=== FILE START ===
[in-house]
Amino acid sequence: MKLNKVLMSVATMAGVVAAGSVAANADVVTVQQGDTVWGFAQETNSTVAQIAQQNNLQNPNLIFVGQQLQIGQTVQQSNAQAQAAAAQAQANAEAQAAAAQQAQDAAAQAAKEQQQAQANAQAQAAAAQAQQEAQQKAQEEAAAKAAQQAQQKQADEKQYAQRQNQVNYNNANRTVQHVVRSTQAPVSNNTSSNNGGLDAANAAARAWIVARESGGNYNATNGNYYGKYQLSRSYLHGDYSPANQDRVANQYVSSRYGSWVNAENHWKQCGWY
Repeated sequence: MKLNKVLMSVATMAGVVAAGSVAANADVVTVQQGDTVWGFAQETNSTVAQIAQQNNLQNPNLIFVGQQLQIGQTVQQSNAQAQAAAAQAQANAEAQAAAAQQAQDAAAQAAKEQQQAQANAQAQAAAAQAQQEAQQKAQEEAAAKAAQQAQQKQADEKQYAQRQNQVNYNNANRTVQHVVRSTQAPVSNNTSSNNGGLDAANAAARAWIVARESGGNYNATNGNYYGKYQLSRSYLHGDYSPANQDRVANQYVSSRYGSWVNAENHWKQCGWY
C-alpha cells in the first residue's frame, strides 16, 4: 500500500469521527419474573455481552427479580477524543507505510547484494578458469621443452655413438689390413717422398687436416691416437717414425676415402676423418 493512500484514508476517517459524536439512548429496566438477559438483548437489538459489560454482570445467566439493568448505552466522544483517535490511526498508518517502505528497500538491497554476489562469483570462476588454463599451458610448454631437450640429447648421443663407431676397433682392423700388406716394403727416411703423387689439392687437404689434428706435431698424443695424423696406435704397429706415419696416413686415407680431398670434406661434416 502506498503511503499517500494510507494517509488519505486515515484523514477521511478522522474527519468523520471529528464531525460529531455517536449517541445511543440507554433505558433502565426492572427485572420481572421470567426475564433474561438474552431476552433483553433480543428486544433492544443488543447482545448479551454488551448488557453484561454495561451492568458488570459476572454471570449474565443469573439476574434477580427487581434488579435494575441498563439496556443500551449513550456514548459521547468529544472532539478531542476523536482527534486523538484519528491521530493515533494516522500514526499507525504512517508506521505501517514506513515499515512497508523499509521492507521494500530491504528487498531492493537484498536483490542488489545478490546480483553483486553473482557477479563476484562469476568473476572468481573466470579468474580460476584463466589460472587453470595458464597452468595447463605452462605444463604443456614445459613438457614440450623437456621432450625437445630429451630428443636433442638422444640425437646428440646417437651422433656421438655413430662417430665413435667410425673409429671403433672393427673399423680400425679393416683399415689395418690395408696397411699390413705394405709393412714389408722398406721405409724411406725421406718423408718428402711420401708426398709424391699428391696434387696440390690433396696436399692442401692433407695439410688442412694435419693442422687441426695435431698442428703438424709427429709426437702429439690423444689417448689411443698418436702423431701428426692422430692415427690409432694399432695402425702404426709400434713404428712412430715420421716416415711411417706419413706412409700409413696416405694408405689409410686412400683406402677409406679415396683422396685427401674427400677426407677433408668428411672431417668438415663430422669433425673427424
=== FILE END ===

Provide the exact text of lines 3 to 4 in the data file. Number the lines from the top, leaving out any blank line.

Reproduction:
Repeated sequence: MKLNKVLMSVATMAGVVAAGSVAANADVVTVQQGDTVWGFAQETNSTVAQIAQQNNLQNPNLIFVGQQLQIGQTVQQSNAQAQAAAAQAQANAEAQAAAAQQAQDAAAQAAKEQQQAQANAQAQAAAAQAQQEAQQKAQEEAAAKAAQQAQQKQADEKQYAQRQNQVNYNNANRTVQHVVRSTQAPVSNNTSSNNGGLDAANAAARAWIVARESGGNYNATNGNYYGKYQLSRSYLHGDYSPANQDRVANQYVSSRYGSWVNAENHWKQCGWY
C-alpha cells in the first residue's frame, strides 16, 4: 500500500469521527419474573455481552427479580477524543507505510547484494578458469621443452655413438689390413717422398687436416691416437717414425676415402676423418 493512500484514508476517517459524536439512548429496566438477559438483548437489538459489560454482570445467566439493568448505552466522544483517535490511526498508518517502505528497500538491497554476489562469483570462476588454463599451458610448454631437450640429447648421443663407431676397433682392423700388406716394403727416411703423387689439392687437404689434428706435431698424443695424423696406435704397429706415419696416413686415407680431398670434406661434416 502506498503511503499517500494510507494517509488519505486515515484523514477521511478522522474527519468523520471529528464531525460529531455517536449517541445511543440507554433505558433502565426492572427485572420481572421470567426475564433474561438474552431476552433483553433480543428486544433492544443488543447482545448479551454488551448488557453484561454495561451492568458488570459476572454471570449474565443469573439476574434477580427487581434488579435494575441498563439496556443500551449513550456514548459521547468529544472532539478531542476523536482527534486523538484519528491521530493515533494516522500514526499507525504512517508506521505501517514506513515499515512497508523499509521492507521494500530491504528487498531492493537484498536483490542488489545478490546480483553483486553473482557477479563476484562469476568473476572468481573466470579468474580460476584463466589460472587453470595458464597452468595447463605452462605444463604443456614445459613438457614440450623437456621432450625437445630429451630428443636433442638422444640425437646428440646417437651422433656421438655413430662417430665413435667410425673409429671403433672393427673399423680400425679393416683399415689395418690395408696397411699390413705394405709393412714389408722398406721405409724411406725421406718423408718428402711420401708426398709424391699428391696434387696440390690433396696436399692442401692433407695439410688442412694435419693442422687441426695435431698442428703438424709427429709426437702429439690423444689417448689411443698418436702423431701428426692422430692415427690409432694399432695402425702404426709400434713404428712412430715420421716416415711411417706419413706412409700409413696416405694408405689409410686412400683406402677409406679415396683422396685427401674427400677426407677433408668428411672431417668438415663430422669433425673427424